Cheering can serve as a distraction
First, I would like to congratulate the Bulls on a fantastic homecoming victory Friday. Double overtime at home is quickly becoming our briar patch. The fans have been great for the most part, but it was disturbing to hear so many people chanting “U-S-F” while the Bulls were on offense. You yell to distract the other team while they are driving, not our own team.
While the fans should be aware of this, the Jumbotron operators need to do their part and have a “Quiet!” or “Shh!” sign flashing to complement their “Let’s make some noise!” request. The players on the sidelines could make some quieting gestures as well.
In addition, it would be cool if everyone in the end zone would wear a green shirt over a yellow one, so when our opponent is trying a field goal, out come the yellow shirts, making the goal posts disappear into a sea of gold. Go Bulls!
Joseph Yanes is a junior majoring in electrical engineering
Speakers should be careful with words
Wednesday night, along with other students and faculty, I attended “Freedom at Stake” in the Marshall Center Ballroom. I learned of many things that have been happening since Sept. 11, 2001. I was astonished that some Muslim-Americans are still being detained for what the government refers to as a “reasonable amount of time.” Many of the points made during the night were well thought out and pertained to every American’s rights and how those rights are being threatened.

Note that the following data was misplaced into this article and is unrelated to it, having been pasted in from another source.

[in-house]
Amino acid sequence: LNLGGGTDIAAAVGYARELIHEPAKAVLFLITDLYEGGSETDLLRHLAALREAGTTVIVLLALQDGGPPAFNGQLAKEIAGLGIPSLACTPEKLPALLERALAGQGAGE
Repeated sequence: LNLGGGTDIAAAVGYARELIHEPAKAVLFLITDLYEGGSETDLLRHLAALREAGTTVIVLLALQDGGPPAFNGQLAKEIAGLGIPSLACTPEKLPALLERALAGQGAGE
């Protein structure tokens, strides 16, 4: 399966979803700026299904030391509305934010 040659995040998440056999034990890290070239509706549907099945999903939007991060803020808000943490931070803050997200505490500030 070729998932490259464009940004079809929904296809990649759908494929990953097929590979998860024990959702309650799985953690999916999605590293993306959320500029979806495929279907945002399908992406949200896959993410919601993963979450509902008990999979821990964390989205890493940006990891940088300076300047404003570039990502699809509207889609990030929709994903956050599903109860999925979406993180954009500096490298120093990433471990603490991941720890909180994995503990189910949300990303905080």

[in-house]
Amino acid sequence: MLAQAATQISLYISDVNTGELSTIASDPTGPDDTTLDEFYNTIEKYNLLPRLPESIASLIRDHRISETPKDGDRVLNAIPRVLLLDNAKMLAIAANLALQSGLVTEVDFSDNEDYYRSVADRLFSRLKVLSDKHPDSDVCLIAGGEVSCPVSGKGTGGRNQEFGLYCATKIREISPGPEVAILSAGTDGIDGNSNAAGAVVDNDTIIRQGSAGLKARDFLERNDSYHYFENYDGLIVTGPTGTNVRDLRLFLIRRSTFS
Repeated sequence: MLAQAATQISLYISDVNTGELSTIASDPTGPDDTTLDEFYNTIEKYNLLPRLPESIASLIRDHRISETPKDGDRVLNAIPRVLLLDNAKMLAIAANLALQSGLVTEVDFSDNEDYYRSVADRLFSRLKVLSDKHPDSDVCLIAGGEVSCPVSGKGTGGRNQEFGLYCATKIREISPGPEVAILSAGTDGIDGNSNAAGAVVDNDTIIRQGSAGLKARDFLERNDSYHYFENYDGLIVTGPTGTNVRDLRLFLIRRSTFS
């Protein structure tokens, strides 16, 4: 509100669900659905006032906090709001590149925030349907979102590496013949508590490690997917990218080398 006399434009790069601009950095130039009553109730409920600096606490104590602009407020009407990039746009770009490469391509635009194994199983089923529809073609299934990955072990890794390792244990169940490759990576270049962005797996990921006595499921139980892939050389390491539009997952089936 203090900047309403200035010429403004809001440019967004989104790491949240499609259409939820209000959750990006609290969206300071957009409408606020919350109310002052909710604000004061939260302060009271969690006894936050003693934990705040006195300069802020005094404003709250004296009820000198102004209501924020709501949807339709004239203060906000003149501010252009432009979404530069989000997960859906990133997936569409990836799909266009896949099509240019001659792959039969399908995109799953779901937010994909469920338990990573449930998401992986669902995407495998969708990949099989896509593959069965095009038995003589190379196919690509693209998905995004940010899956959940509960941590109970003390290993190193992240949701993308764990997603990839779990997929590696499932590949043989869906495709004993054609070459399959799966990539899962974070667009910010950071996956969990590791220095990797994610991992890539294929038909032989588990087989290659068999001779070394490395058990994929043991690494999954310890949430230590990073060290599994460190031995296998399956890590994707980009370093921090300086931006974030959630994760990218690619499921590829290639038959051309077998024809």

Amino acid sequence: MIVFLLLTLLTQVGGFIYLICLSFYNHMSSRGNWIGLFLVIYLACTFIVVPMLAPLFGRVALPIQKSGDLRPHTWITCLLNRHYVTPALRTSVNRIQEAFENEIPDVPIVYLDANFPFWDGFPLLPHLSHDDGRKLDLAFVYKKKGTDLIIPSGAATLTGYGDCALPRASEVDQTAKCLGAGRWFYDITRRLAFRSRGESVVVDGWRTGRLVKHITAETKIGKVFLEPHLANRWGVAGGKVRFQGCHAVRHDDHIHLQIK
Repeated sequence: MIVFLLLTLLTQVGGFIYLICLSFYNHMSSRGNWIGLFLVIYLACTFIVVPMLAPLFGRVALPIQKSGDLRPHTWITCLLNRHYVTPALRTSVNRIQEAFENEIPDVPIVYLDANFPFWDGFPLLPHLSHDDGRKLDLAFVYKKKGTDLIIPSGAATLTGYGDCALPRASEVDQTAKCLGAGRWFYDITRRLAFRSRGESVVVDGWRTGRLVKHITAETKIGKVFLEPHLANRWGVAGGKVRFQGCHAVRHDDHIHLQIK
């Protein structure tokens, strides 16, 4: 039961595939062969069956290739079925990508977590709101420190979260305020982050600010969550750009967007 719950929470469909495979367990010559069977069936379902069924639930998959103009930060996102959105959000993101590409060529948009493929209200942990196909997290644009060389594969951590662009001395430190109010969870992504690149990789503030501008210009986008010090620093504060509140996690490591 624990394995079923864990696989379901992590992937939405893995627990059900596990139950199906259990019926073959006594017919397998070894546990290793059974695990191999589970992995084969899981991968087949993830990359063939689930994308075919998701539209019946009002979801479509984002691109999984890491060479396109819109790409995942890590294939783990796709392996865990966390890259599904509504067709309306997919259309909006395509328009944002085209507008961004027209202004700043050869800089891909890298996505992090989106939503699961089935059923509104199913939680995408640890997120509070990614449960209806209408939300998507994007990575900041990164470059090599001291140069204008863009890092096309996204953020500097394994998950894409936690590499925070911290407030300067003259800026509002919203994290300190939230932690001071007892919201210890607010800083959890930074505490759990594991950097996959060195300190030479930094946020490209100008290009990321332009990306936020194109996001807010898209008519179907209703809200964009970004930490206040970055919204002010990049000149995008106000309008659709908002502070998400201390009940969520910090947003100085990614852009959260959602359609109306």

After three speakers, Ahmed Bedier, council on American-Islamic Relations Florida chapter, began his speech. He mentioned that since Sept. 11, Muslim-Americans were being subjected to racial and religious profiling, and generally being disliked based on their beliefs. After a strong argument, he started contradicting himself.
According to Bedier, Christians nationwide are embarking on what he refers to as a “Holy War” in the hopes that their savior Jesus Christ will once again return. He then proclaimed that Christianity as a whole is becoming a religion of hate. Bedier referred to a statement by John Ashcroft, who said that the members of any religion other than Christianity are going to hell.
From the words of Ashcroft, Bedier insists that Christians are against all other religions. Bedier is presenting himself as a hypocrite. He is lumping all Christians into the same category as Ashcroft. For Bedier to ask that people not judge him based on the actions of a few when he himself is incapable of doing the same, is ludicrous.
I agree that it is terrible that people are being stripped of their basic rights. Being made to sit in prison without being formally charged is something that I cannot even imagine. But it is virtually impossible to ask that profiling be stopped. One of the first things that a victim of a crime is asked is what the suspect looked like. Based on the given information, if someone fits the description, he or she is questioned.
Do I think that the government needs to find a more humanistic way of handling the mess that they’ve managed to create? Of course. But to ask the government to disregard the country’s safety and not be on the look out is extremely irresponsible.
For a man who has such good intentions with regard to his people’s safety, Bedier should try to practice what he preaches.
Brandi Becker is a junior majoring in mass communications